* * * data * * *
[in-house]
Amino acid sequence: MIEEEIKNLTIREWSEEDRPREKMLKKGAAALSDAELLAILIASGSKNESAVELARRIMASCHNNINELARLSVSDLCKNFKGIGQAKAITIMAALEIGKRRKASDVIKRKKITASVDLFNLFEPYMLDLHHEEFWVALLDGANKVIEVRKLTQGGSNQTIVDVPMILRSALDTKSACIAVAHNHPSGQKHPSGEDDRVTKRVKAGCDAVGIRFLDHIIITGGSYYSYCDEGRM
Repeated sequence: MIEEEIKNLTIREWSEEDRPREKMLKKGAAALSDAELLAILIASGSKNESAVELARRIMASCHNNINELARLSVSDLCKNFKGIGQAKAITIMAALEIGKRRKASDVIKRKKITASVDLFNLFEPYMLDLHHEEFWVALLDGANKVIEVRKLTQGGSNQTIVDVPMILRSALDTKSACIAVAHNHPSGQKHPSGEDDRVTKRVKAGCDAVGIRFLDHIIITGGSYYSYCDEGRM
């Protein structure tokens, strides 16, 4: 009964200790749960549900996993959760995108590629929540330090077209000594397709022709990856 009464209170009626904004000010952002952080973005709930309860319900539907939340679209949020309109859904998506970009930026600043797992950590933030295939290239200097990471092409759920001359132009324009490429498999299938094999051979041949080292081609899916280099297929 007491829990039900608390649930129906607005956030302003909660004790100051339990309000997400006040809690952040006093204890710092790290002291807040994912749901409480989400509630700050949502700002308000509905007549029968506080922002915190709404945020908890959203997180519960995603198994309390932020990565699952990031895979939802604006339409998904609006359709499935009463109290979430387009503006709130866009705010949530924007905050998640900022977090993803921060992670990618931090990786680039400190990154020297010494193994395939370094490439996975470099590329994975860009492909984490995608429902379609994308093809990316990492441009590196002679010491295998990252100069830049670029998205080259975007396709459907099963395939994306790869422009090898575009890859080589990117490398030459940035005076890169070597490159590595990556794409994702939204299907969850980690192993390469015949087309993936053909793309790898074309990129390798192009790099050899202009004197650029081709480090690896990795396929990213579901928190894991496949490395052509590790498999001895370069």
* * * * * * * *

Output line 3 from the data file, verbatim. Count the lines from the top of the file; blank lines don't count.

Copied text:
Repeated sequence: MIEEEIKNLTIREWSEEDRPREKMLKKGAAALSDAELLAILIASGSKNESAVELARRIMASCHNNINELARLSVSDLCKNFKGIGQAKAITIMAALEIGKRRKASDVIKRKKITASVDLFNLFEPYMLDLHHEEFWVALLDGANKVIEVRKLTQGGSNQTIVDVPMILRSALDTKSACIAVAHNHPSGQKHPSGEDDRVTKRVKAGCDAVGIRFLDHIIITGGSYYSYCDEGRM